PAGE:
Building your own Observatory?
learn from my mistakes!
Today, there are commercially made options for a back garden observatory, which although quick and convenient, come at a significant cost, and may not entirely suit your current or future needs, especially if you also want a 'warm-room'.
Many people therefore, opt to build their own, ranging from a simple shed based structure, to brick built, with a commercially made fibre glass dome fitted.
My approach was at the simplistic end of the scale, and initially comprised of a custom built wooden shed, with an apex roll-off-roof.
The observatory, initially completed in early 2002, has undergone several changes over the years, as my needs and equipment changed. I have learnt much along the way, and if I was starting over again, I would try to look to the future, and do things somewhat differently. I hope that if you are considering building an observatory, the following will allow you to learn from my experience and mistakes, and get it right from the outset.
When I decided to build an observatory, I was very new to amateur astronomy, and built it around what I had at the time. This was an 8" SCT on a simple German Equatorial Mount, without any motor drives. At this time I was not into astro imaging.
This was my first mistake, I built around what I had, and went for a 6'x6' shed, which was fine until I started upgrading the equipment. I now know that 7'x7' should be considered the minimum size.
The pier was made to a height that would suit the existing scope and mount, and was made as a single length. When I upgraded to a 10" LX200GPS SCT with an 80mm Refractor 'piggy backed' on top, and mounted on an equatorial wedge, the pier was now much too tall, to allow the roll-off-roof gable ends to pass over the scope. Therefore, I had to have the pier shortened by some 18".
Wisely, I had decided not to set the pier into the concrete base, but to have the pier made so that it could be bolted to the concrete base. I set four galvanised 'rag bolts' into the concrete pier base, and held them in position with a template of the pier base plate, until the concrete had cured. So, think carefully be you decide to set your pier in concrete, as its pretty permanent, and doesn't lend itself easily to modification.
Now into CCD astro imaging, and with a telescope/mount that could be computer controlled, I wanted a warm-room and so set about adding an extension to the observatory.
Next came an upgrade to a 12" LX200R SCT, again with an 80mm Refractor 'piggy backed' on top. Now another problem arose. The extra height of the 12" scope wouldn't allow the gable end of the roll-off-roof to pass over the 'piggy backed' 80mm Refractor.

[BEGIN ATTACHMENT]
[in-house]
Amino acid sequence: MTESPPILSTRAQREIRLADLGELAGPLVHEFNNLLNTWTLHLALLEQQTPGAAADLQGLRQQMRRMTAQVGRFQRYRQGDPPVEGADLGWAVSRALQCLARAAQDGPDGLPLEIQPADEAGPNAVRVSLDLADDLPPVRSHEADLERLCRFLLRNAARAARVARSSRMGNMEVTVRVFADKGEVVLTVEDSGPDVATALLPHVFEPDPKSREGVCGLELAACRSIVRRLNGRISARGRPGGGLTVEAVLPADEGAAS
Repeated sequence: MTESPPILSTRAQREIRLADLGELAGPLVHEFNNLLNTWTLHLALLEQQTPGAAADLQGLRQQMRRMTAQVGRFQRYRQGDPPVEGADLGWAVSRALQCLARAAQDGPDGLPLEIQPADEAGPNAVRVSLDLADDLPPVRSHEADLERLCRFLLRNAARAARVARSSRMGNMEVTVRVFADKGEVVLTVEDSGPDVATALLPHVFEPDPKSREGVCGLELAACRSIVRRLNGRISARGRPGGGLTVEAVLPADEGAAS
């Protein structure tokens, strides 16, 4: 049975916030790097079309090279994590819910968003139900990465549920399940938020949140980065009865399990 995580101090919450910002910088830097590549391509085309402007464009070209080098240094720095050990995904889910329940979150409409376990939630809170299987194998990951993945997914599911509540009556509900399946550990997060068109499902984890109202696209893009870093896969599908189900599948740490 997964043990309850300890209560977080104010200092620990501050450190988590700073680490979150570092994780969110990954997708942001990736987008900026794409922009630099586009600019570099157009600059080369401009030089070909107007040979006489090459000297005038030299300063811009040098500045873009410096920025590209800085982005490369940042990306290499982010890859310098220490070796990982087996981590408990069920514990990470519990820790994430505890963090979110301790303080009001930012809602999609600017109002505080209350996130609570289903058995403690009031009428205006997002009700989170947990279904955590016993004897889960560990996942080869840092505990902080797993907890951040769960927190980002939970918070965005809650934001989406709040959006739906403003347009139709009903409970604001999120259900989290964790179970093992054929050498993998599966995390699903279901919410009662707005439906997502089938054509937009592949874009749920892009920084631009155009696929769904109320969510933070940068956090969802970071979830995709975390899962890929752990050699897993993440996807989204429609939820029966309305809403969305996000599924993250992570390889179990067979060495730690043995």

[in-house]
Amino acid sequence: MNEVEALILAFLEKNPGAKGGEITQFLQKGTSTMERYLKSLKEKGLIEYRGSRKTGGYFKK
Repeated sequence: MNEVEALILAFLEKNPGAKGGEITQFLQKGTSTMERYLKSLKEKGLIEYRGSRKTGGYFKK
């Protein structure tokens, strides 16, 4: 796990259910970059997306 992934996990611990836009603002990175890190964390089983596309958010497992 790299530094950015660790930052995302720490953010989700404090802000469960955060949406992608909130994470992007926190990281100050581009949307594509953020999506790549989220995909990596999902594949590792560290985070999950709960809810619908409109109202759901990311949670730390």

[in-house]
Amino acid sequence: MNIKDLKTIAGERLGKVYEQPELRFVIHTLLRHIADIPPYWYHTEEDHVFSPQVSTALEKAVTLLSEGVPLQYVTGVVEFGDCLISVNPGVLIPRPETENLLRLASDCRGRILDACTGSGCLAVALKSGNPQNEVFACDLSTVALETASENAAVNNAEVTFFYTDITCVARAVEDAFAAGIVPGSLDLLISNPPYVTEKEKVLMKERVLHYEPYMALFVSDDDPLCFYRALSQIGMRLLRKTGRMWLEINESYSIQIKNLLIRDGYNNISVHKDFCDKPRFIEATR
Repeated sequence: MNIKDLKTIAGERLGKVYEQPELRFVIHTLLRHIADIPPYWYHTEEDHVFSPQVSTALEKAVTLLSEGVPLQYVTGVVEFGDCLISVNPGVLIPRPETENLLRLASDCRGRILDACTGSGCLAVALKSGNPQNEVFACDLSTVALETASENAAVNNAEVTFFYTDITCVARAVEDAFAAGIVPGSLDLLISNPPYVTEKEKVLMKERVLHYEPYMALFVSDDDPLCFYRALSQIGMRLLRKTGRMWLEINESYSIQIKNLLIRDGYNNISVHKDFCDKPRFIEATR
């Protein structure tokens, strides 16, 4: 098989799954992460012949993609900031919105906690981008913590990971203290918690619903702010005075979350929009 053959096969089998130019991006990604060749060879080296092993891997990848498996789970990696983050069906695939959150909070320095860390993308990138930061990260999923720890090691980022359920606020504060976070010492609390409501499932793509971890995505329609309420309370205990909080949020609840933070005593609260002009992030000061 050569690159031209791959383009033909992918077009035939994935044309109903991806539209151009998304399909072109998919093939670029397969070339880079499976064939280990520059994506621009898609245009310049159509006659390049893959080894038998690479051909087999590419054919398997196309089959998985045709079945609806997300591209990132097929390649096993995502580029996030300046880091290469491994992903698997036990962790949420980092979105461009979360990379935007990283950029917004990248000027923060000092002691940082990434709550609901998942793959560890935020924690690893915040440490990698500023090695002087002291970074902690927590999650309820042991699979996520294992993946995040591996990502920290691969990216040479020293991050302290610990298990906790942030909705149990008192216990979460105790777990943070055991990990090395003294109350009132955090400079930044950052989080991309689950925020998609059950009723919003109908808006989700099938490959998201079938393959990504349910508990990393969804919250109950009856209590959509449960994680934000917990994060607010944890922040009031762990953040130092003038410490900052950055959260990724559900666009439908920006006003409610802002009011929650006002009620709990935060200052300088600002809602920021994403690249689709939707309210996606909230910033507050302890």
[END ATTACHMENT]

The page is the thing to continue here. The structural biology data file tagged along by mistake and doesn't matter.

Not wanting to have the pier further shortened, this time by around 6", I opted to make an opening flap door in the centre of the front gable, which could be opened to allow the roof to pass over the telescope. See pictures below.
In the spring of 2008, after a particularly windy winter, which restricted my imaging time due to the telescope being buffeted by the wind, I removed the roll-off-roof and installed a home made rotating turret, with a dome like 'slot' aperture. See photos in the Observatory pages of this web-site
At the time of writing this page (February 2011), having recently sold the 12" LX200R SCT and the wedge, I am in the process installing some new telescopes on a German Equatorial mount (NEQ6). For this arrangement, the pier is now too short, and needs extending by around 2 feet. Rather than having the existing pier extended, I am having a separate extension section made, which will bolt onto the top-plate of the existing pier. I think that the lesson learnt here, is to have a pier made at height that will accommodate the tallest setup that you may at some time have, say a large SCT mounted on a wedge, and then have a bolt-on extension made if it ever needs extending. This would remove the need to have an already made pier shortened.
With regards to the 'warm-room', which proved to be a not so warm room, whereby I was nice and warm from the waist up, but my legs were really cold, and the thermostatically controlled electric convector heater mounted on the wall, ran almost continuously.
The walls and roof of the 'warm-room' are 12mm thick timber, and most all of the heat was lost through them.
So at the start of this winter (2010/2011) I lined the walls and roof with 25mm thick Polystyrene Insulation Board, and the covered this with Hardboard. This has made a tremendous difference to the comfort level, and now once up to temperature, the heater is on for only a fraction of the time that it used to be. Now not only more comfortable, but a lot more enconomical too.
So, the moral of the story is, before you set out to build an observatory, try to think ahead as to where you might want to be in the future, and avoid making the same mistakes as I did.
Refractor flap closed
Refractor flap open